Tribal exhaustion doctrine exists to preserve tribal sovereignty and prevent the federal courts from running roughshod over tribal legal systems. See Norton, 862 F.3d at 1243; Restatement of the Law of Am. Indians § 28 cmt. a (“[A]djudication of matters impairing reservation affairs by any nontribal court . . . infringes upon tribal law-making authority, because tribal courts are best qualified to interpret and apply tribal law.”).

Slip op. at 34.

University of Washington Symposium on the Restatement of the Law of American Indians

Just a reminder that early bird registration for the Symposium on the Restatement of the Law of American Indians closes on January 31. The program is packed with speakers and panelists from around the nation who participated in the development of the Restatement and will feature keynote presentations from Judge William Fletcher of the 9th Circuit and Justice Montoya Lewis from the Washington Supreme Court. Use the link below to register soon for the best rates.

Home – 34th Annual Indian Law Symposium: Restatement of the Law of American Indians (cvent.com)

Fletcher Wisconsin Law Review Symposium Paper on the Indian Law Restatement

Here is “Restatement as Aadizookaan,” forthcoming in the Wisconsin Law Review. The abstract:

The goal of this essay for the Wisconsin Law Review’s symposium on the Restatement of the Law of American Indians is to develop a framework on the durability of this restatement. The aadizookaanag are unusually durable in terms of their transmission of underlying, foundational lessons, but the stories change all the time. The earth diver story explores and describes the critically important connection between the Anishinaabeg and the creatures of Anishinaabewaki, but only a very broad level of generality. How the Anishinaabe tribal government in the 21st century translates those principles into modern decision making requires new analysis, new stories. Additionally, old aadizookaanag may fade into irrelevance, even disrepute, as times and conditions change.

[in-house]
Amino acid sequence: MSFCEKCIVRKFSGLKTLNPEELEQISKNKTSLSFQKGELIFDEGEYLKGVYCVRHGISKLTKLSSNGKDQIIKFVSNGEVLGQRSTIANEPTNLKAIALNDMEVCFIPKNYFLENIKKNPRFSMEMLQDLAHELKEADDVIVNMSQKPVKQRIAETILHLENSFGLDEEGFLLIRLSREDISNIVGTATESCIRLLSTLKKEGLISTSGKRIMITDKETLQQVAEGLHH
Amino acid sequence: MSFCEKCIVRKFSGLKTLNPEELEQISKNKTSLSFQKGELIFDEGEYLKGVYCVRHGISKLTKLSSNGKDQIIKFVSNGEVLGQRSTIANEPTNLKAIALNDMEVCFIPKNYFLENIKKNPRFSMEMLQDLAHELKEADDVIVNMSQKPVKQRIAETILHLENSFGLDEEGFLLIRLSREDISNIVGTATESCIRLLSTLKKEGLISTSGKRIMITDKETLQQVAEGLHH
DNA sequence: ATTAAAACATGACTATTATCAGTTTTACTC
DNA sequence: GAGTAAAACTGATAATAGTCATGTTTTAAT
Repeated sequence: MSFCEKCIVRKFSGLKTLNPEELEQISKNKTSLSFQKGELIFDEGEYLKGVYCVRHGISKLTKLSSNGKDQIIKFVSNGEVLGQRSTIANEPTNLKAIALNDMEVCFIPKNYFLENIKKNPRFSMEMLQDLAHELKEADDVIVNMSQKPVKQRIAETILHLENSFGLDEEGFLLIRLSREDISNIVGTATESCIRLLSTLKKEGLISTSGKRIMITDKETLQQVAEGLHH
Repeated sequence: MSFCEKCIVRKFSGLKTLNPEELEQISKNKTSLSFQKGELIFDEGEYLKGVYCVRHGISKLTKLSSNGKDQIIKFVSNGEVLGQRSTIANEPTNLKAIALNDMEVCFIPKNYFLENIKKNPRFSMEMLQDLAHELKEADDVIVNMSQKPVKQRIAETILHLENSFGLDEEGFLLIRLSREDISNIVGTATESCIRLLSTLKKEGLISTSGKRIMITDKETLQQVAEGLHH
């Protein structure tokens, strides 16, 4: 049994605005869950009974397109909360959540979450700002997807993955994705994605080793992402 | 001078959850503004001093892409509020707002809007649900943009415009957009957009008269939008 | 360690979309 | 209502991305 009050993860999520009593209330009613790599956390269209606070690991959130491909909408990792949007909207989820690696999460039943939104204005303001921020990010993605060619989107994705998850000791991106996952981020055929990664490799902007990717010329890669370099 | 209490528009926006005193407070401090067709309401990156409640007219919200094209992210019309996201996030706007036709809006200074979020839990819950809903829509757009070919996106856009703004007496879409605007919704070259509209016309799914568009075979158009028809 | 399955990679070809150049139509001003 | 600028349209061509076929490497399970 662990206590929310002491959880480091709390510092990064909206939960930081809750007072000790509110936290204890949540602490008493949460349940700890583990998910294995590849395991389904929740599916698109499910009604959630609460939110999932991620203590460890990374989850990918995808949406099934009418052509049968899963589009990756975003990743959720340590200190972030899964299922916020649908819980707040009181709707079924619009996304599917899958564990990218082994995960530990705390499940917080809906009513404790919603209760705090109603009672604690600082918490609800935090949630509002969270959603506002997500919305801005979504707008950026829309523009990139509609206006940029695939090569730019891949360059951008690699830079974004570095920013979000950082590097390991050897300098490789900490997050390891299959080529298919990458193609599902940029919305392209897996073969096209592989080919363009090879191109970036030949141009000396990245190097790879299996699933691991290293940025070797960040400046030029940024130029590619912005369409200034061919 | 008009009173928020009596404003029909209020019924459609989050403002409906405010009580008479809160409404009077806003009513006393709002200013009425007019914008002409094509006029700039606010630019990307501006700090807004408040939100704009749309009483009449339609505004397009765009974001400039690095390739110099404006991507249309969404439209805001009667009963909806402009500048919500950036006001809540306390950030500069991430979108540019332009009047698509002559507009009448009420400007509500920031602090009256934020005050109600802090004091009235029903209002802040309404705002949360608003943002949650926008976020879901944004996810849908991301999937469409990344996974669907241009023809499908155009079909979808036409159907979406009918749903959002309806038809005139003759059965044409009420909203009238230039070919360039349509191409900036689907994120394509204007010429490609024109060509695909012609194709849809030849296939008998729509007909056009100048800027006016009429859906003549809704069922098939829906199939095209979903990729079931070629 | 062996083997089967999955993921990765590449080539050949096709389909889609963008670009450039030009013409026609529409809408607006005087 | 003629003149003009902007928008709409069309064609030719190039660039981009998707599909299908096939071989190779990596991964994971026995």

Law is the same. Restatements are intended to be durable and persuasive, supported by the great weight of authority, but not permanent. There are provisions in the Indian law restatement I believe are truly timeless, while the law restated in some sections is likely to change a great deal over the next few decades. I choose four sections in the restatement and match them with one of the four directions sacred to the Anishinaabeg. The youngest direction, Waabanong, the east, is the most likely to change. The next youngest, Zhaawanong, the south, is older, but still subject to change. Niingaabii’anong, the west, is still older, wiser, less likely to change, but also very dark in its philosophies. Kiiwedinong, the north, is the oldest, wisest, and most durable, yet distant. A restatement section includes black letter law, law that is well settled and indisputable. The reporters’ notes that accompany the black letter law constitute the legal support for that statement of law. The stronger the legal support, more durable the black letter.

In the east, I choose one of the plainest, easiest to restate principles of federal Indian law, the bar on tribal criminal jurisdiction over non-Indians. In the south, I choose the law interpreting the federal waivers of immunity allowing tribes to sue to the United States for money damages. In the west, I choose the darkest, yet perhaps the most foundational principles, the plenary authority of Congress in Indian affairs. For the north, I choose tribal powers, the oldest and most durable of all of the principles in the restatement.